Conducted by Jason Koornick for philipKdick.com (July 3, 2002)
1. Most readers know that you are the daughter of Philip K. Dick. When were you born and who is your mother?
I was born in March, 1967. My mother is Nancy Hackett. My father was a big fan of opera so he chose my name Isolde from the Wagner opera. I use the shortened version my mother gave me, Isa.
2. What are your favorite Philip K. Dick novels and short stories?
Well, I do have some sentimental favorites. A Maze of Death is special because he dedicated it to my sister Laura and me. Ubik is one that I remember him explaining to me when I was too young to read it. The short story Roog also comes to mind because he seemed to really enjoy it and we read it aloud together. I have to say though that I can’t really read his work in the same way that someone else might read it. It’s all very personal and emotional for me. I have chosen not to read certain things for this reason.
3. Tell us about your involvement with the affairs of the Philip K. Dick estate. Do you closely follow PKD activity in Hollywood and in the publishing world?
The estate of Philip K Dick is comprised of my brother Chris, my sister Laura, and me. Our agent, Russell Galen handles the majority of the day-to-day affairs. There are certain legal things however, on which we must all three agree. Our working relationship is very good. I do follow activity both in Hollywood and in the publishing world. I try to keep abreast of the things that are written about my father.
4. Tell us your thoughts and experiences as they relate to the recent surge in interest in your father and his work.
My feelings are mixed. I am of course extremely proud of his accomplishments. It is rather astonishing, actually. The experience has been bittersweet however, because of course I wish he were here with us to experience this tidlewave of attention and publicity. It seems that with the release of Minority Report, people have suddenly put it all together, not only in terms of his relationship over the years with Hollywood, but with his uncanny ability to write with accuracy about the future. It is evident that his devoted core of fans that have loved his work all these years are no longer alone in recognizing his talent. I picture him watching and chuckling about all of the mainstream attention. It would seem preposterous to him that CNN, Time, and The New York Times, amongst others, would be covering him in this way.
5. You recently attended the premiere of ‘Minority Report’ in New York. How did you get the invite?
I went with my brother, Chris. Our agent made the arrangements with the studio for us to attend the premiere and party. We had not previously been involved in any functions related to other movies based on his work. The idea just never really came up. It was a great experience for Chris and me. The people we met, including the stars, were very nice to us.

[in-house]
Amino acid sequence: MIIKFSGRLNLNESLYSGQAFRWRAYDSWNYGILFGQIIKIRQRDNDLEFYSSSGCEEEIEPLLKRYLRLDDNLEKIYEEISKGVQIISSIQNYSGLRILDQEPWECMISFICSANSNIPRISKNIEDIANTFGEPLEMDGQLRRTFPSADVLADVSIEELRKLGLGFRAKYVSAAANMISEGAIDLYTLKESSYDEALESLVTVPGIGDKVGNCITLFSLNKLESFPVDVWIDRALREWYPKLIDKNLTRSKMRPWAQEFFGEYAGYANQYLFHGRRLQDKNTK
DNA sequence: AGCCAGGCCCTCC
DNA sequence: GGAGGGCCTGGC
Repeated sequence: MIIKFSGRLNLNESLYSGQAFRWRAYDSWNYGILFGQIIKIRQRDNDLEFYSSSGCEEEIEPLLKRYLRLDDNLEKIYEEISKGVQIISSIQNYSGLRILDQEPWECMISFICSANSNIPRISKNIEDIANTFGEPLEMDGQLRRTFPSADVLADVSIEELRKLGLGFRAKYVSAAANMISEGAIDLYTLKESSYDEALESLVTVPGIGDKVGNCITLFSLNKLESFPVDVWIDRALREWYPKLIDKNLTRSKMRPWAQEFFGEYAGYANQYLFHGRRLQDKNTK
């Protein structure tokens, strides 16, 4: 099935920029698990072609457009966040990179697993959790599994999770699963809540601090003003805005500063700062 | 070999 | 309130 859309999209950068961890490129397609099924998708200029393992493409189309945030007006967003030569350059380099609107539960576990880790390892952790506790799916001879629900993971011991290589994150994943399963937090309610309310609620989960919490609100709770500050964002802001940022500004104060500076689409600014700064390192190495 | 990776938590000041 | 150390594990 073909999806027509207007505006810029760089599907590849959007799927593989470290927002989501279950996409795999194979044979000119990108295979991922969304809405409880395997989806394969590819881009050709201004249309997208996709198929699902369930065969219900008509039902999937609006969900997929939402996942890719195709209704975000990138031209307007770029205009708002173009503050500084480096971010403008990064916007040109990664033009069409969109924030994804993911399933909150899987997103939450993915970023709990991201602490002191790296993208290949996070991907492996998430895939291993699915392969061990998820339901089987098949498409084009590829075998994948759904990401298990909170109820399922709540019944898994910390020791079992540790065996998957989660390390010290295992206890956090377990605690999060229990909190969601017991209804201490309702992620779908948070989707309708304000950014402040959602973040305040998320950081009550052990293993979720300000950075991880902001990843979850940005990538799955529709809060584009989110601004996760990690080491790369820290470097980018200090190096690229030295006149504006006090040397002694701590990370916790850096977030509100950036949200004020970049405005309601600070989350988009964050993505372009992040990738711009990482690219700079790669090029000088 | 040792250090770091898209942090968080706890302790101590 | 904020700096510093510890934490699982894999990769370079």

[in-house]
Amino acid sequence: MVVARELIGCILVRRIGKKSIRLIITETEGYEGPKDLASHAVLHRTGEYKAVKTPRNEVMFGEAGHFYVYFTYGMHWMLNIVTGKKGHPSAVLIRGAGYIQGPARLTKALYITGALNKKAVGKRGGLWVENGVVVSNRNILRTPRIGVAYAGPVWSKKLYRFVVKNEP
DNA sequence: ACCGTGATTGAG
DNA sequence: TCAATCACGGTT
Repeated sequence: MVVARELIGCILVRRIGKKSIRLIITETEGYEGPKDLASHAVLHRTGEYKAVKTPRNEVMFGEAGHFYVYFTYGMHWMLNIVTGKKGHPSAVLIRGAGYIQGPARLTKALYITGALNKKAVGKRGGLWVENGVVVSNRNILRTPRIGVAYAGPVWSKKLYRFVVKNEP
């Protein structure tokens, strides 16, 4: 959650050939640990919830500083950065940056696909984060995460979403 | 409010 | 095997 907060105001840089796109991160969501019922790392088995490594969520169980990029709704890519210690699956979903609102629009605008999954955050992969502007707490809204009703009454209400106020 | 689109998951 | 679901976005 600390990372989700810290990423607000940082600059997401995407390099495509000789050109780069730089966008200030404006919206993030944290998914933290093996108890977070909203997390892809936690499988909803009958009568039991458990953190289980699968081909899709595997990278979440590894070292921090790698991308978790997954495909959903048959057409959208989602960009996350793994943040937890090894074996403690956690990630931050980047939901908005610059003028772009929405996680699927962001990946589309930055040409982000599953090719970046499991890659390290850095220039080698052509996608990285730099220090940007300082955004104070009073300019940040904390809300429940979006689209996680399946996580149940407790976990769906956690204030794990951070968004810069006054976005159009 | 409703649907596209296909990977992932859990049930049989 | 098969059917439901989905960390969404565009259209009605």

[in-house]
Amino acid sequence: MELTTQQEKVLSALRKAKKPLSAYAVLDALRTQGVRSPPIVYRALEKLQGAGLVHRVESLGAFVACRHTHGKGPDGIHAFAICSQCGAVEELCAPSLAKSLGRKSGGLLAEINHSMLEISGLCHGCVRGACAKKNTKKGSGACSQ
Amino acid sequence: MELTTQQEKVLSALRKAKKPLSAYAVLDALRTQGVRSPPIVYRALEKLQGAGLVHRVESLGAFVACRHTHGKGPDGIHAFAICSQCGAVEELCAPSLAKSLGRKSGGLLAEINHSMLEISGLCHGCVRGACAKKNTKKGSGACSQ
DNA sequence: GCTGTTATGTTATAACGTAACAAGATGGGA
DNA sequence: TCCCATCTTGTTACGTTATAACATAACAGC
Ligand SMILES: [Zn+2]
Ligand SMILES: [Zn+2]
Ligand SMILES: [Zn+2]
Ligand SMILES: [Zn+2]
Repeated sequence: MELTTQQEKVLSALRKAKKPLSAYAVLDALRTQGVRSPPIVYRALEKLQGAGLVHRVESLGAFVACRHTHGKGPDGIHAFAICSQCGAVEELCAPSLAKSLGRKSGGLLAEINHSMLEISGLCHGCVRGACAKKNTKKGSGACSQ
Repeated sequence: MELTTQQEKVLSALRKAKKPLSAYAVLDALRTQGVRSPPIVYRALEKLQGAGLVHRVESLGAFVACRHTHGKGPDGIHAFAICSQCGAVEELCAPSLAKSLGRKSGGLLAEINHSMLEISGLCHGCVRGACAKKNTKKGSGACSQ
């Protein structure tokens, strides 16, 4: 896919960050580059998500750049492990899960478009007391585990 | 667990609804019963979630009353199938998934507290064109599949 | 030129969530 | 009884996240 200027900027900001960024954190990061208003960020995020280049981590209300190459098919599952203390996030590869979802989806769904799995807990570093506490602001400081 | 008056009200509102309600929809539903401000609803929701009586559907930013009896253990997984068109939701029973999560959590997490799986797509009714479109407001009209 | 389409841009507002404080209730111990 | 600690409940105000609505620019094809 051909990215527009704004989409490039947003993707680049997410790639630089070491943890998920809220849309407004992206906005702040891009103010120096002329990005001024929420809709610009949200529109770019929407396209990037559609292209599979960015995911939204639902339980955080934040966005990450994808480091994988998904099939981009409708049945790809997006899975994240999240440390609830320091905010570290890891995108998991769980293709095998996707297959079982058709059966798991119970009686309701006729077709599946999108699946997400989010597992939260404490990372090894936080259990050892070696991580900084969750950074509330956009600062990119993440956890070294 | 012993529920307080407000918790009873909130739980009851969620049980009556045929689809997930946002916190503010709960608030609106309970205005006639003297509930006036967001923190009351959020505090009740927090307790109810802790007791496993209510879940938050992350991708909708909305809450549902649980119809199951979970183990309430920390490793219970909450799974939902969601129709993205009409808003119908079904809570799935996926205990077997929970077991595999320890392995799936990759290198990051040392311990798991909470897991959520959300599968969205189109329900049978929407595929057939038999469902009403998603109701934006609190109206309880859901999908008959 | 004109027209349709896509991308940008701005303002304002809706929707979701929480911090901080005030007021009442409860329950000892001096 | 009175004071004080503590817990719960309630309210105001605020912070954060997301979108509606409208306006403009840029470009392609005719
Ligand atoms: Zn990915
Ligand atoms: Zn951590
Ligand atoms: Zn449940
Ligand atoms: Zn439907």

6. Can you tell us about what happened there?
Well, first we took our walk down the red carpet past all of the screaming fans – for Steven Spielberg of course, who was doing an Entertainment Tonight interview. There was lots of commotion and excitement. Celebrities were scattered throughout the lounge area. (I couldn’t help but think that no one would have been there had it not been for Philip K Dick.) When we were seated and the lights dimmed, I began to feel nervous. I just was not sure what to expect from the movie. I wondered how the short story would translate to the big screen; I was pleasantly surprised. I had the distinct impression that the crowd was thoroughly entertained.
After watching the movie, it was on to the private party (for 500). It was held in a lovely hall that had been decorated in theme. Parked just inside the front door was a replica of the Lexus from the movie. There were three life-sized, neon pre-cogs hanging from the ceiling. It was a very festive scene. We had a chance to talk with Tom Cruise and Colin Farrell, and they were both very enthusiastic about our father’s writing. They wanted to know what we thought of the movie. Film critic Joel Siegel also told us that he had been reading our father’s stuff for years. It was all very nice to hear.
7. Did you like Minority Report? Do you think that it expresses the ideas in the Philip K. Dick short story?
I enjoyed it. I thought it was a good movie. I think that it would be very difficult to capture exactly the way in which my father might have seen that world. The story obviously had to be embellished and manipulated to become a full-length film. It seemed to translate well. There are obvious Philip K Dick themes in it, and the overall tone reminded me a bit of Blade Runner, which I liked very much. I think it’s provocative and leaves a lot for the viewer to contemplate. In addition, Steven Spielberg and other key players have been publicly complimentary of my father’s work, and have given him credit for his role in bringing this story to the screen.
8. Finally, do you think that your father would have been proud of the movie?
I believe that he would be proud of it. The caliber of talent that was involved in making Minority Report is pretty amazing: a major studio, esteemed director, and top box office star – what a credit to his work. If you are to have a Hollywood adaptation, it doesn’t get much bigger than this. Bigger is not always better I realize, but in this case, I think that it is better. While it may be a disappointment to some Philip K Dick fans not to see what they would consider his absolute true essence or vision, in a broader sense, it is a wonderful thing. People who have never read his work may become interested in him through movies like Minority Report. They will then read his stories and discover his essence for themselves.
Thanks for your time and for keeping in touch with PKD fans.